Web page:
Tumor-Induced Hyperlipidemia Contributes to Tumor Growth.

Citation data:

Cell reports, ISSN: 2211-1247, Vol: 15, Issue: 2, Page: 336-48

Publication Year:
2016
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PMID:
27050512
DOI:
10.1016/j.celrep.2016.03.020; 10.3410/f.726267979.793543442
PMCID:
PMC4984953
Author(s):
Huang, Jianfeng; Li, Lena; Lian, Jihong; Schauer, Silvia; Vesely, Paul W; Kratky, Dagmar; Hoefler, Gerald; Lehner, Richard
Publisher(s):
Faculty of 1000, Ltd.; Elsevier BV
Tags:
Biochemistry, Genetics and Molecular Biology
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article description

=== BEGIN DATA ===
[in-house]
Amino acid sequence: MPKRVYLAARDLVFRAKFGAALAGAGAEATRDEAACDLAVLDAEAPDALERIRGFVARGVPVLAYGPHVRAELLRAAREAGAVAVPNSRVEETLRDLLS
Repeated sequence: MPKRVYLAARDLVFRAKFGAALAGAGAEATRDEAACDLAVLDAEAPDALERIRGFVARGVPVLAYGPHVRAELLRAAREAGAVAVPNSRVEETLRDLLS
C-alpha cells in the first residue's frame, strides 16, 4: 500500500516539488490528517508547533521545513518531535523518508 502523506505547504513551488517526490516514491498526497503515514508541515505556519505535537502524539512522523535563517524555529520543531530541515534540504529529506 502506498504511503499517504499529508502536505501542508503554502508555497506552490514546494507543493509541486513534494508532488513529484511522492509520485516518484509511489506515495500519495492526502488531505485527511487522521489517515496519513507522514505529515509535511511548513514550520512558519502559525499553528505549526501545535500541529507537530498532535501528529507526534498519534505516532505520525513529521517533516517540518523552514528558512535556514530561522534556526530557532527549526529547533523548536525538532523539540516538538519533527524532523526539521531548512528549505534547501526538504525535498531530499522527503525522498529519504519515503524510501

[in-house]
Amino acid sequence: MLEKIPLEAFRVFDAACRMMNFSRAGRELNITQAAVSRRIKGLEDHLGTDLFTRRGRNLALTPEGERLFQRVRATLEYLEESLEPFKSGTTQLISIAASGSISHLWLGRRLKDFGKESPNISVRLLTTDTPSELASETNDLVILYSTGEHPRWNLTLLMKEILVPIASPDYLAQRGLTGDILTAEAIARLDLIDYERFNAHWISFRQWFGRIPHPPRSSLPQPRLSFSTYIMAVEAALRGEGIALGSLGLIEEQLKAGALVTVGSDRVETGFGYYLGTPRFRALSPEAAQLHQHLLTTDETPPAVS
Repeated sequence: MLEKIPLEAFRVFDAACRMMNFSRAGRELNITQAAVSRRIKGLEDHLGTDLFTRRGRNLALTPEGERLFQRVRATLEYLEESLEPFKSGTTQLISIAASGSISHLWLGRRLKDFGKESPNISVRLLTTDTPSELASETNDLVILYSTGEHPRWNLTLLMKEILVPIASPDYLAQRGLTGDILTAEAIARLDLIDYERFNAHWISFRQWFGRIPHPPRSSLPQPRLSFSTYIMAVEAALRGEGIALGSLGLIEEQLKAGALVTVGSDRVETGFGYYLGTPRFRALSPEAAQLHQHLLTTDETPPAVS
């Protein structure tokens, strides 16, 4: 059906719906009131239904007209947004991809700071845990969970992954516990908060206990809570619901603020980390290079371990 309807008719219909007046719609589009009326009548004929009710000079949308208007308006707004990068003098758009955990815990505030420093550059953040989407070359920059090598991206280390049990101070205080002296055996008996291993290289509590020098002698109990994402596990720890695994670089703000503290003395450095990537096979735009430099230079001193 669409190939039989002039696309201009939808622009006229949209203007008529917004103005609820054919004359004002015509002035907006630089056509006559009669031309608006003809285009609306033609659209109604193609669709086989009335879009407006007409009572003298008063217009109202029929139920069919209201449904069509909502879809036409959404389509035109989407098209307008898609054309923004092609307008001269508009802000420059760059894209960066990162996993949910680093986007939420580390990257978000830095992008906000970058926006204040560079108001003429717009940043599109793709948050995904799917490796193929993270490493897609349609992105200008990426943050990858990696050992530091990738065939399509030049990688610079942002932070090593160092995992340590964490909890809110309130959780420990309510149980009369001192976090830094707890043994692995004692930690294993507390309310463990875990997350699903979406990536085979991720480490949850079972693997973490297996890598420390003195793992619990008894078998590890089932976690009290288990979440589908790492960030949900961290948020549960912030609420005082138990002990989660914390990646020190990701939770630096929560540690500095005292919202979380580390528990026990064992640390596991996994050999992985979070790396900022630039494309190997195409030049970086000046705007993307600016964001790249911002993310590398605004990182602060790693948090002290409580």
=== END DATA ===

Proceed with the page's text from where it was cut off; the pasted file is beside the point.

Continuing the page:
The known link between obesity and cancer suggests an important interaction between the host lipid metabolism and tumorigenesis. Here, we used a syngeneic tumor graft model to demonstrate that tumor development influences the host lipid metabolism. BCR-Abl-transformed precursor B cell tumors induced hyperlipidemia by stimulating very low-density lipoprotein (VLDL) production and blunting VLDL and low-density lipoprotein (LDL) turnover. To assess whether tumor progression was dependent on tumor-induced hyperlipidemia, we utilized the VLDL production-deficient mouse model, carboxylesterase3/triacylglycerol hydrolase (Ces3/TGH) knockout mice. In Ces3/Tgh(-/-) tumor-bearing mice, plasma triglyceride and cholesterol levels were attenuated. Importantly tumor weight was reduced in Ces3/Tgh(-/-) mice. Mechanistically, reduced tumor growth in Ces3/Tgh(-/-) mice was attributed to reversal of tumor-induced PCSK9-mediated degradation of hepatic LDLR and decrease of LDL turnover. Our data demonstrate that tumor-induced hyperlipidemia encompasses a feed-forward loop that reprograms hepatic lipoprotein homeostasis in part by providing LDL cholesterol to support tumor growth.